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Subject: Lyr Add: THE EMIGRANT'S LETTER (Percy French)^^
From: alison
Date: 07 Mar 99 - 12:10 AM

Hi,


THE EMIGRANT'S LETTER
Percy French

Dear Danny, I'm taking the pen in my hand,
To tell you we're just out of sight of the land,
In the grand Allen liner I'm sailing in style,
But I'm sailing away from the Emerald Isle.
And a long sort of sigh seemed to come from us all
When the waves hit the last bit of auld Donegal,
Ah, it's well to be you that is taking your tay (tea),
Where' they're cutting the corn in Creeslough (Creesh-la) today.

There's a woman on board who knows Katie by sight,
And we talked of auld times 'til they put out the light.
I'm to meet the good woman tomorrow on deck,
And we'll talk about Katie from here to Quebec,
I know I'm no match for her, no not the least
With her house and two cows, and her brother a priest.
But the woman declares Katie's heart's on the say (sea),
While mine's with the reaper's in Creeslough today.

Ah, goodbye to you Danny, no more's to be said,
And I think the salt water's got into my head,
For it drips from my eyes when I call to my mind
The friends and the colleagues I'm leaving behind.
But still she might wait. When I bade her goodbye
There was just the least trace of a tear in her eye,
And a brake in her voice when she said, "You might stay,
But, please God you'll return to auld Creeslough, some day."


Slainte
alison


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Subject: RE: Songs of emmigration
From: alison
Date: 06 Mar 99 - 10:40 PM

Hi

the Percy French one is called "The Emmigrants letter", beautiful song.... I'll do a search before I post it.

I like Clannad's "Green fields of Gaodthdobhair"(pronounced Gweedore), although it's written by the person still in Ireland watching the boat going away.

And although they're not emmigration songs....... they're transportation ones..... it's still people reminiscing about home I like "Back home in Derry", and "The land where the shamrocks grow". (There are earlier threads on both of these.)

Slainte

alison


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Subject: RE: Songs of emmigration
From: Driscoll
Date: 06 Mar 99 - 07:25 PM

So many songs on emmigration old and new. One of the saddest of the older songs I know is "Noreen Bond" with the great line about the "curse of emmigration". Some of the newer songs which I like and are heard now and then in the Irish pubs in my area (Buffalo, NY) are "Emigrant Eyes" and "Kitty Bawn O'Brien" where the woman leaves to go to Canada. Hear things are changing in Ireland for the better in Ireland. Lot of jobs and people are now talking about going back home. Like the songs says "those big airplanes go both ways."

To O'Boyle: Could you please post chords to "Reason I left Mullingar." Great song written by Davy Fury?


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Subject: RE: Songs of emmigration
From: Tim Jaques tjaques@netcom.ca
Date: 06 Mar 99 - 07:11 PM

And what's the one about the Irish policeman in New York?


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Subject: RE: Songs of emmigration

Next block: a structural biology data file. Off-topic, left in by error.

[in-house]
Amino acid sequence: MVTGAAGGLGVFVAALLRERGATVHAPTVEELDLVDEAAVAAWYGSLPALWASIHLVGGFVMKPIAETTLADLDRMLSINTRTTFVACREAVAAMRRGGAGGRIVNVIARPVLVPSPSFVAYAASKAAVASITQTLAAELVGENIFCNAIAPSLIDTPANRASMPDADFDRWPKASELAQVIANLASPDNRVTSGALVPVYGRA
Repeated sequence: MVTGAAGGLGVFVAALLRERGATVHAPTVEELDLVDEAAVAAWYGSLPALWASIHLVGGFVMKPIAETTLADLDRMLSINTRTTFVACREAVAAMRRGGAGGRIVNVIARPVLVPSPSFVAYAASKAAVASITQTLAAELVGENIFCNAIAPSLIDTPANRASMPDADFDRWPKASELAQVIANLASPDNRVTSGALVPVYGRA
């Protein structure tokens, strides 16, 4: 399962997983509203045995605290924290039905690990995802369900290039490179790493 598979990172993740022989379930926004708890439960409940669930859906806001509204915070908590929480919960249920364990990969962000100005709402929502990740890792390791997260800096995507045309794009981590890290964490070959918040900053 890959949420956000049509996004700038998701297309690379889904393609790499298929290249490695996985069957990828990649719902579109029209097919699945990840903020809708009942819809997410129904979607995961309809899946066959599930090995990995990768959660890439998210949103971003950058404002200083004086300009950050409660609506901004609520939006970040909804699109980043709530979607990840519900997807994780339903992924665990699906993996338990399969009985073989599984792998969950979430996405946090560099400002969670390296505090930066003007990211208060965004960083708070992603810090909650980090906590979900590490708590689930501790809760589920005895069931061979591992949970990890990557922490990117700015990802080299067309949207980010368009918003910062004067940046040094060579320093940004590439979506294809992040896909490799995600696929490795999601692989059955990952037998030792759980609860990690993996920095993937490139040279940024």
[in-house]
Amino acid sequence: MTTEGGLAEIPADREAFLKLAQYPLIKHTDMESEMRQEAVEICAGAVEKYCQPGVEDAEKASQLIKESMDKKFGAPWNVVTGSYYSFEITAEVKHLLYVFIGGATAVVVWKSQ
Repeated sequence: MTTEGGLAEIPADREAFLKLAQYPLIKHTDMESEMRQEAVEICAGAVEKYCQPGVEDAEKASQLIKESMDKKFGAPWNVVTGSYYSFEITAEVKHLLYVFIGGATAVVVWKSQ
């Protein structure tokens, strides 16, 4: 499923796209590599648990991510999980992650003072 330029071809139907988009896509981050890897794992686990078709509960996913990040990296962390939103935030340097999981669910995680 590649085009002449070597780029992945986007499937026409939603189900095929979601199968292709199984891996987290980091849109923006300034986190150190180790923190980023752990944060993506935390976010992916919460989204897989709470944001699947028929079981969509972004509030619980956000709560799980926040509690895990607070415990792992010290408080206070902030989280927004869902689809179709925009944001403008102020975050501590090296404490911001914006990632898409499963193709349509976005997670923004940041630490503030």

From: Tim Jaques tjaques@netcom.ca
Date: 06 Mar 99 - 07:10 PM

"Many Young Men of Twenty". "Kilkelly", a particularly sad one which is in the database.

"Scarborough Settler's Lament", from Canada, which is in the database in a rather corrupt form. Stan Rogers did the best recorded version, and the tune is the same as "O' A' the Airts The Wind Can Blaw". Speaking of Stan, his "The Idiot" is an emigration song of sorts too.

"Spancil Hill", too.


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Subject: RE: Songs of emmigration
From: Big Mick
Date: 06 Mar 99 - 06:14 PM

Far From There Homes by Brendan Nolan. It is the story of the coffin ships and the Grosse Ile quarantine facility. If you would like to see the lyrics click here

Mick


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Subject: RE: Songs of emmigration
From: Barry Taylor
Date: 06 Mar 99 - 06:13 PM

I have adapted the melody of The Grenadier and the Lady to accommodate the lyrics of a commemorative poem I wrote about one of my ancestors, a young girl, who died on the sea voyage from Ireland to Canada in 1842. It's titled An Emigrant's Daughter. It's another of those suitable for quieter moments. You can hear a midi of it with lyrics here. I hoisted it to the web for the heckuvit a while back, and I was surprised and pleased that several groups and performers around the globe are using it.


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Subject: RE: Songs of emmigration
From: bill\sables
Date: 06 Mar 99 - 09:54 AM

I just thought of another one, more modern this time, The Flight Of Earls I heard it on a cassete by Dublin City Ramblers


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Subject: RE: Songs of emmigration
From: bill\sables
Date: 06 Mar 99 - 09:52 AM

One of my favourite emmigration songs was one written by Percy French, I think, I don't know the title but it starts; Dear Danny I'm taking the pen in my hand, to say that we're just out of sight of the land, next lines I can't remember but it ends; Where there cutting the corn in Creslia today. If anyone has the words I would love to get them. Cheers Bill


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Subject: Songs of emmigration
From: O'Boyle
Date: 06 Mar 99 - 07:16 AM

I was looking over the St Patrick's Favorites thread started a year ago by Alison, and was struck by Rich and Dee's entry about Thousands are Sailing, which although it may not go over too well on St Patrick's, I have played it with success in more quiet (and musician friendly) pubs. I have always thought that song of emmigration are the saddest Irish songs, and have written a few myself. I would like to hear about other's favorite songs of emmigration. I have been playing "The Reason I Left Mullingar" lately and it is my new favorite probably because it hits close to home. I would like to hear other's thoughts on this.

Slainte

Rick